I think the conversation between the two of them went something like this:
Her: “BEN! dooce wrote about Eating Animals!”
Him: “dooce? Am I supposed to know what that is?”
Through a mutual friend I soon got to know Executive Director Ben Goldsmith, and over vegan meals we’d swap stories about politics, religion, and food. Sure, many of the Farm Forward team members follow a plant-based diet, but what sets this organization apart from other animal advocacy groups is the fact that we recognize that people are going to eat meat. And so we approach the dilemma with that reality in mind:
How do we return to a system of farming that is ethical and sustainable?
How do we restore power to the independent farmer whose generations-old, family-owned business is being crushed by the industrialized system?
How can we stand up for the communities and municipalities being polluted and destroyed by factory farms?
And most importantly, how do we change a system in which billions of animals every year are sentenced to lives spent entirely in abject horror?
Ben and I happened to meet at a pivotal moment for both me and the organization. I desperately needed to work closer to home, and they needed someone to help them tell the story of who they are and what they do. Although they’ve been around for 10 years, it’s hard even for the brilliant minds who do this work to explain succinctly how they go about it. They work closely with institutions and universities, but they also do outreach work with religious organizations. They have helped craft the largest and most stringent animal welfare certifications in the country while also building tools for consumers. It can feel like it’s all over the map when in fact every component of it falls within an overarching strategy:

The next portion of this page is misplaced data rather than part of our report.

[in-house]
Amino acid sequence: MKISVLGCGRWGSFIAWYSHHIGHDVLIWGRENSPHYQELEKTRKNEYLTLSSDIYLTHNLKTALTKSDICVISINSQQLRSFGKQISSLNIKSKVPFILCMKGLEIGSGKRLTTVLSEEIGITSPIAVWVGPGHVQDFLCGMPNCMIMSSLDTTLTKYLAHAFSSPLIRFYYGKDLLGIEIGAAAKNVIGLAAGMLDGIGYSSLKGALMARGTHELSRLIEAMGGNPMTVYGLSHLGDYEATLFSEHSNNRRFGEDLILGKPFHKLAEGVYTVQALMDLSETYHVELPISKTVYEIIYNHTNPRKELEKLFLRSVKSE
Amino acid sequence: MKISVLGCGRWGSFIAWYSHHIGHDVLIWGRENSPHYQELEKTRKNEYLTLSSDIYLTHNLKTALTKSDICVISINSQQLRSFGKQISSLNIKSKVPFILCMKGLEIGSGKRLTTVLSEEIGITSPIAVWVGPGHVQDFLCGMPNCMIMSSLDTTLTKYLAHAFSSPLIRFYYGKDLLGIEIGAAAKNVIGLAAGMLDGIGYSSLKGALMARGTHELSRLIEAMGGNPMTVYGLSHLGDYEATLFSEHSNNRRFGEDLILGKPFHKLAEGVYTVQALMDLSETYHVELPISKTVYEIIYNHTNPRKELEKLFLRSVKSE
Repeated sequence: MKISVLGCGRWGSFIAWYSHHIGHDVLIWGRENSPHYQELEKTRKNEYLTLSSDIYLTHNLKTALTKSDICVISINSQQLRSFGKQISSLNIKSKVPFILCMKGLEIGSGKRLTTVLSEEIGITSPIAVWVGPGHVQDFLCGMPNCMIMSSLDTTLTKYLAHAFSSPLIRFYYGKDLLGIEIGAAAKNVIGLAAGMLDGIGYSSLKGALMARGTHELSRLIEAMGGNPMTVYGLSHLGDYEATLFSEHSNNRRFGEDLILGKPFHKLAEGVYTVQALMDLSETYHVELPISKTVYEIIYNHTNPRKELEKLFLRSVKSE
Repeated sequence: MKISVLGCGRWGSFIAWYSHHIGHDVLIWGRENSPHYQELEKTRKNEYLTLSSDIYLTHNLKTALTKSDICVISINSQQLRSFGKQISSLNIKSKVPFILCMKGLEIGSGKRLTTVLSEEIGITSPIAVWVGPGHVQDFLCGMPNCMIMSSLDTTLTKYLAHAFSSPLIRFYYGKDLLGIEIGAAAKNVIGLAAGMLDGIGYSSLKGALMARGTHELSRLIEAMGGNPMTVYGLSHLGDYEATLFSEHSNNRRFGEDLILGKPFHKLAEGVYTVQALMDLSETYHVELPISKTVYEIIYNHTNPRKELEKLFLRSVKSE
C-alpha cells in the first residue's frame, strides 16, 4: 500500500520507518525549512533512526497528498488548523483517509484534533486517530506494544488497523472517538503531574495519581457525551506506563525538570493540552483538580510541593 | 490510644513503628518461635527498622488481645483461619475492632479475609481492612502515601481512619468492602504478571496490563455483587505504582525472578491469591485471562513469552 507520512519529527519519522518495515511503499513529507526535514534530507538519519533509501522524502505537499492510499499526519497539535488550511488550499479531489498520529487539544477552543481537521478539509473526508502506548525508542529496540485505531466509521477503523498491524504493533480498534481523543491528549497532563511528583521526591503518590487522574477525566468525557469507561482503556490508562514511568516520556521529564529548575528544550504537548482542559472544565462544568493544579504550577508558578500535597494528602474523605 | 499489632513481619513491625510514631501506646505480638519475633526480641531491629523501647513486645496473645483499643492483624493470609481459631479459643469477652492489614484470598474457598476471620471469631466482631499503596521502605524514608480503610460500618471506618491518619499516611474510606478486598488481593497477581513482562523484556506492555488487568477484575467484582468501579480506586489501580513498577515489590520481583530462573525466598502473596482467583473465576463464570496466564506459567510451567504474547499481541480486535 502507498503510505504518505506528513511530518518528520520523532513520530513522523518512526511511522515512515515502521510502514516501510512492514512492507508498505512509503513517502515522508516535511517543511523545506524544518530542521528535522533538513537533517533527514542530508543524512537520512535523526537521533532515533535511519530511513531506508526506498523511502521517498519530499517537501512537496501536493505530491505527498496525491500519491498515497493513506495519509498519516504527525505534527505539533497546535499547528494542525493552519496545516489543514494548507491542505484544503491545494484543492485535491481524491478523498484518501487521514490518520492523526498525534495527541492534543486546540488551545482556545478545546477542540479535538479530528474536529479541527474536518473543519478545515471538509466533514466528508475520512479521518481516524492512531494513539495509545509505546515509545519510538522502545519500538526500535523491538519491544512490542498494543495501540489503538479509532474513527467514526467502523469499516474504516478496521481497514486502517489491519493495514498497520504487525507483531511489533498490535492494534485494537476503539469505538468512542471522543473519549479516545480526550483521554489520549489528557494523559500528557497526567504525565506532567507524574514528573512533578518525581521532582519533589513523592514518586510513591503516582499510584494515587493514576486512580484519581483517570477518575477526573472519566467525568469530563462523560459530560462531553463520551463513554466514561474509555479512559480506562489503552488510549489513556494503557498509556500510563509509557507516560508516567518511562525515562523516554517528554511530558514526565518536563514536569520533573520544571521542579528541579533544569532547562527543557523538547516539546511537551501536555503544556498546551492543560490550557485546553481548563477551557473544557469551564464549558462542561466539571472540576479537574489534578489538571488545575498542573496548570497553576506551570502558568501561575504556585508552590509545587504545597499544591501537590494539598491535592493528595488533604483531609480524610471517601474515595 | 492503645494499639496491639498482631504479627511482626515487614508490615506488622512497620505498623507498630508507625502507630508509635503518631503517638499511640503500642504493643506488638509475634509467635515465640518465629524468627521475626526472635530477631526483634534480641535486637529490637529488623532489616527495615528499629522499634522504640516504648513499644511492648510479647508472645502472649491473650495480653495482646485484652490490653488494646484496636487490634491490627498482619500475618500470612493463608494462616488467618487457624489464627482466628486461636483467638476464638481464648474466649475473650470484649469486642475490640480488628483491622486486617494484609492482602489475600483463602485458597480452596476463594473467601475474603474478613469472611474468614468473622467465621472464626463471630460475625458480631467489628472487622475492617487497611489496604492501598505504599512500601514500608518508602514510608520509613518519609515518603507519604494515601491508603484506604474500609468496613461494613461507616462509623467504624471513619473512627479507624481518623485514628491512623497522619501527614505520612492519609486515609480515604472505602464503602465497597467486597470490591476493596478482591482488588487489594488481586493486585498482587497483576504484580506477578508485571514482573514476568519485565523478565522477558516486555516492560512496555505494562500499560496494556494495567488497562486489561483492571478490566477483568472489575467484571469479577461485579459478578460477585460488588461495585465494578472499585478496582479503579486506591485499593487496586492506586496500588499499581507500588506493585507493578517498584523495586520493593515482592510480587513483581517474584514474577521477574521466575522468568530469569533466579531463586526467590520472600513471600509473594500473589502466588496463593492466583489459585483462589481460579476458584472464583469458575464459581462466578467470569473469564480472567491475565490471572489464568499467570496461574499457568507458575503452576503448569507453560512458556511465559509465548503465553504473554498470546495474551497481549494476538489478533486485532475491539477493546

If we want to end factory farming, we have to change the way the nation eats and what they tell themselves about what they eat.
This brings me back to Eating Animals, a book that changed the narrative for me about the food on my plate. Eating Animals is being turned into a documentary film executive produced by Natalie Portman. We are confident that this film will introduce new audiences to the worst and best of animal agriculture and invite them to think about eating animals in new ways. And it has been my honor to work with photographers and designers and developers to rebrand and repackage Farm Forward so that, at a glance, we have a story.